It is important to understand that these embryos are donated to science by donors and are never implanted into a woman's uterus for further development. Stem cells are donated with the informed consent of the donors. Stem cells can live and grow in special solutions in test tubes or petri dishes in laboratories.
Why is the use of embryonic stem cells controversial?
Embryonic stem cells cause a lot of controversy on several counts at once:
- Embryo. There is still some uncertainty about at what stage a fertilized egg can be considered a child. And the use of the blastocyst, for stem cell extraction, is condemned in some countries.
- IVF. The embryo, which acts as a cell donor, is created in the laboratory through in vitro fertilization. Despite the high efficiency of this procedure, there is still a huge number of people in the world who oppose artificial insemination.
To regulate the process of obtaining and using embryonic stem cells, the National Institutes of Health developed guidelines for human stem cell research in 2009. The guide defines embryonic stem cells and their use in research and provides recommendations for embryonic stem cell donation. In addition, the manual states that embryonic stem cells from embryos created by in vitro fertilization can be used only when an embryo is no longer needed.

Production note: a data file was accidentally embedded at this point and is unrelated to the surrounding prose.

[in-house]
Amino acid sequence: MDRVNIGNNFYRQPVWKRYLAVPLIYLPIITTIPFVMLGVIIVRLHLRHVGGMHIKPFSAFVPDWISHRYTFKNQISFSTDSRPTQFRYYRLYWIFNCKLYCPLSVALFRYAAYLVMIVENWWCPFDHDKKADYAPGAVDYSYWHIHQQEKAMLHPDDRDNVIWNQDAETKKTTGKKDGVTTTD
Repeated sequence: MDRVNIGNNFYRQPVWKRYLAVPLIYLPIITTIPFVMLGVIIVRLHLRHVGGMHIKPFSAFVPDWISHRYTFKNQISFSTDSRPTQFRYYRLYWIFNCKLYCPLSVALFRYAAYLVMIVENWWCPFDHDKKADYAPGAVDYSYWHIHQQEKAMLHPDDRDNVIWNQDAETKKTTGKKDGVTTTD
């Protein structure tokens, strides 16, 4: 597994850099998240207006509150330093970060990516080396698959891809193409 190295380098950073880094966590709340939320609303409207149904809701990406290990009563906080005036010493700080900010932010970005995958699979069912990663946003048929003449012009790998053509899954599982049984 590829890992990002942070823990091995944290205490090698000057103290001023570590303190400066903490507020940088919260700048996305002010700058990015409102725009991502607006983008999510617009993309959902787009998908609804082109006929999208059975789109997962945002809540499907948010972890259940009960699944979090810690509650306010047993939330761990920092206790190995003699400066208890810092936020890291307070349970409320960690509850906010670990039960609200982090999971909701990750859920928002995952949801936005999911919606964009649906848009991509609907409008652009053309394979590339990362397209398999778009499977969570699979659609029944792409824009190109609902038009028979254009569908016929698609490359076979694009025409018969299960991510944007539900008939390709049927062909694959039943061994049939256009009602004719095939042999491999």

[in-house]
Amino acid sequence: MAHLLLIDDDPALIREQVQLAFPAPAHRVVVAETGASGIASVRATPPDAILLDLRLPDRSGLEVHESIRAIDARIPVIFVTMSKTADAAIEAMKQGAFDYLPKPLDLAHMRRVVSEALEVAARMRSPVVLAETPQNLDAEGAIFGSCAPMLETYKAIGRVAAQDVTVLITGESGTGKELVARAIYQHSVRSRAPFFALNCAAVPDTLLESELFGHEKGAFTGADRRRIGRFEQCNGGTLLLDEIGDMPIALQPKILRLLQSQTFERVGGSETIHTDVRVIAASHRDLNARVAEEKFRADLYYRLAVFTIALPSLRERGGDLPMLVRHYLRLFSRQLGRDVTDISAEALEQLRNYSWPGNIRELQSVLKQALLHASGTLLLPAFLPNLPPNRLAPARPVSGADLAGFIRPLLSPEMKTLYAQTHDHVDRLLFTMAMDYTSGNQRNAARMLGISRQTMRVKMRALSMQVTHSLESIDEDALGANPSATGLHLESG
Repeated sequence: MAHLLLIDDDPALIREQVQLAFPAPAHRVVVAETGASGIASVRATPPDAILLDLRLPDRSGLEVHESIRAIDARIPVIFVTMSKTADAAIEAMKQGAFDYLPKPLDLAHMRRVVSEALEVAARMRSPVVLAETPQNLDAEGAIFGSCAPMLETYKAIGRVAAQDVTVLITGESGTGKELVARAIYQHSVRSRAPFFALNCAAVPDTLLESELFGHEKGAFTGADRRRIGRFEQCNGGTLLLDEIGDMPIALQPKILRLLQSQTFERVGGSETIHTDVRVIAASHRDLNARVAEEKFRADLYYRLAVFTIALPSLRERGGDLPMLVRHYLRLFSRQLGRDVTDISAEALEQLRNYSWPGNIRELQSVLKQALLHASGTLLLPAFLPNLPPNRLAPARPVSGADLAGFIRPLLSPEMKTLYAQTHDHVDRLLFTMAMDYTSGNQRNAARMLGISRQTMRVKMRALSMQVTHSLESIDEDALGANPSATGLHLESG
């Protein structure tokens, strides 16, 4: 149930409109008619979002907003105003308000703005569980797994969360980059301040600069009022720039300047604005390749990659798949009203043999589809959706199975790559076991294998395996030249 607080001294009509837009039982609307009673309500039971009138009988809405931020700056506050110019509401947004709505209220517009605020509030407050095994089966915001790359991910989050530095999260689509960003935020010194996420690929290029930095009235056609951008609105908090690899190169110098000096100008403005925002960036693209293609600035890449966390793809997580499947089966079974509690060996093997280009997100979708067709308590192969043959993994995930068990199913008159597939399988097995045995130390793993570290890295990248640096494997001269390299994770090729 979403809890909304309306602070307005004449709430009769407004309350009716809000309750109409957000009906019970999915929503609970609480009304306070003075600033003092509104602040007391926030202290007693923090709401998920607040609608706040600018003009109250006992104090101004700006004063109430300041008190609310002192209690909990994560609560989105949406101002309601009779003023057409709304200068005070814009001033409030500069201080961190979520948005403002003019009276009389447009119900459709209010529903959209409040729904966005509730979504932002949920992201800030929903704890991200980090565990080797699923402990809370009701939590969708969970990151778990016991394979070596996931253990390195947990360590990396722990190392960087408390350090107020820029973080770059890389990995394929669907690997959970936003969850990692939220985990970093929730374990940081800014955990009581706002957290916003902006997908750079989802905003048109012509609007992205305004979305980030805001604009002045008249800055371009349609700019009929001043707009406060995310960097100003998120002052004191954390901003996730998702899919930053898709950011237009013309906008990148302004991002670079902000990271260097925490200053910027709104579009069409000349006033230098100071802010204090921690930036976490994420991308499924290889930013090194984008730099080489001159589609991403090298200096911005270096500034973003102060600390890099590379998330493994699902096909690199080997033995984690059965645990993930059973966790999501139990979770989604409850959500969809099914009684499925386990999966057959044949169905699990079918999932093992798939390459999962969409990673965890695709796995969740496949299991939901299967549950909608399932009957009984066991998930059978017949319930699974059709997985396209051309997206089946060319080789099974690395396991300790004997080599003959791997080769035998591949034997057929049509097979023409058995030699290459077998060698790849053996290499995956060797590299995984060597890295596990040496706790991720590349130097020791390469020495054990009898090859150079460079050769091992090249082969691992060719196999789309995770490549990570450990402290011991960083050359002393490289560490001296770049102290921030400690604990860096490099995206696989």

ADULT STEM CELLS
Most adult tissues contain stem cells; however, they may be inactive and difficult to detect. Despite the seemingly advantageous position of adult stem cells, as their removal is devoid of most ethical conflicts, the difficulty is that they are inferior in their productivity to embryonic stem cells. Adult cells are more limited in their ability to give rise to various cells in the body.
Relatively recently, scientists have succeeded in debunking the myth that adult stem cells can only create similar types of cells. For a long time, for example, it was thought that stem cells living in the bone marrow could only give rise to blood cells.
Currently, the use of adult stem cells is very extensive and involves such fields as neurology and cardiology.
In 2006 there was a turning point in the study of stem cells - the possibility of genetic programming of adult cells was announced.
Induced pluripotent stem cells (iPS). These are adult stem cells that have been altered in the laboratory to become more similar to embryonic stem cells. They do not differ in appearance from embryonic stem cells, but scientists have not yet found one that can develop all types of cells and tissues.
Sources of adult stem cells
- bone marrow
- blood and blood vessels
- skeletal muscles
Adult stem cells can divide or self-renew indefinitely. This means that they can generate different cell types from the original organ or even completely regenerate the original organ.
Thanks to such division and regeneration, a skin wound is healed or an organ, such as the liver, is repaired after an injury.
Mesenchymal stem cells (MSCs)
Another type of stem cell that comes from the connective tissue or stroma that surrounds organs and other body tissues.
Scientists use them to create new body tissues: bone, cartilage, and fat cells. Perhaps one day they will play a role in solving a wide range of health problems.
Perinatal stem cells